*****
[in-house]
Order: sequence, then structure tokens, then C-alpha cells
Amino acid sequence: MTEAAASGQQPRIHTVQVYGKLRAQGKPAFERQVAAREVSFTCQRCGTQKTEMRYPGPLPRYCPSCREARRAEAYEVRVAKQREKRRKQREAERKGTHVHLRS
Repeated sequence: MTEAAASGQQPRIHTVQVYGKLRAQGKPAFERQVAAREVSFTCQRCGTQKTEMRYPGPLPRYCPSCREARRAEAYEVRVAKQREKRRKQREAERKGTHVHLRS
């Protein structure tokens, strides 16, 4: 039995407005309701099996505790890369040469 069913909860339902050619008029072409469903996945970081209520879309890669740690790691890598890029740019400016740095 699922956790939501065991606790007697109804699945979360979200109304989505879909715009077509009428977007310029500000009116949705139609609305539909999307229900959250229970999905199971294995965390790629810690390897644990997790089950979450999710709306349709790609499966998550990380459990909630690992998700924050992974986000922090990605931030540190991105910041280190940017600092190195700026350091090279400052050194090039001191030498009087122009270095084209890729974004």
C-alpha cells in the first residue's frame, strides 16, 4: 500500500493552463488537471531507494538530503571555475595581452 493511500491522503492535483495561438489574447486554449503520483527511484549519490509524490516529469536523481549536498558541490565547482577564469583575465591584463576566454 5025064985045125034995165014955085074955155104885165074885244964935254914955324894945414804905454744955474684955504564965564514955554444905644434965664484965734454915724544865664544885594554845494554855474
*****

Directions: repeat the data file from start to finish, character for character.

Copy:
[in-house]
Order: sequence, then structure tokens, then C-alpha cells
Amino acid sequence: MTEAAASGQQPRIHTVQVYGKLRAQGKPAFERQVAAREVSFTCQRCGTQKTEMRYPGPLPRYCPSCREARRAEAYEVRVAKQREKRRKQREAERKGTHVHLRS
Repeated sequence: MTEAAASGQQPRIHTVQVYGKLRAQGKPAFERQVAAREVSFTCQRCGTQKTEMRYPGPLPRYCPSCREARRAEAYEVRVAKQREKRRKQREAERKGTHVHLRS
């Protein structure tokens, strides 16, 4: 039995407005309701099996505790890369040469 069913909860339902050619008029072409469903996945970081209520879309890669740690790691890598890029740019400016740095 699922956790939501065991606790007697109804699945979360979200109304989505879909715009077509009428977007310029500000009116949705139609609305539909999307229900959250229970999905199971294995965390790629810690390897644990997790089950979450999710709306349709790609499966998550990380459990909630690992998700924050992974986000922090990605931030540190991105910041280190940017600092190195700026350091090279400052050194090039001191030498009087122009270095084209890729974004």
C-alpha cells in the first residue's frame, strides 16, 4: 500500500493552463488537471531507494538530503571555475595581452 493511500491522503492535483495561438489574447486554449503520483527511484549519490509524490516529469536523481549536498558541490565547482577564469583575465591584463576566454 5025064985045125034995165014955085074955155104885165074885244964935254914955324894945414804905454744955474684955504564965564514955554444905644434965664484965734454915724544865664544885594554845494554855474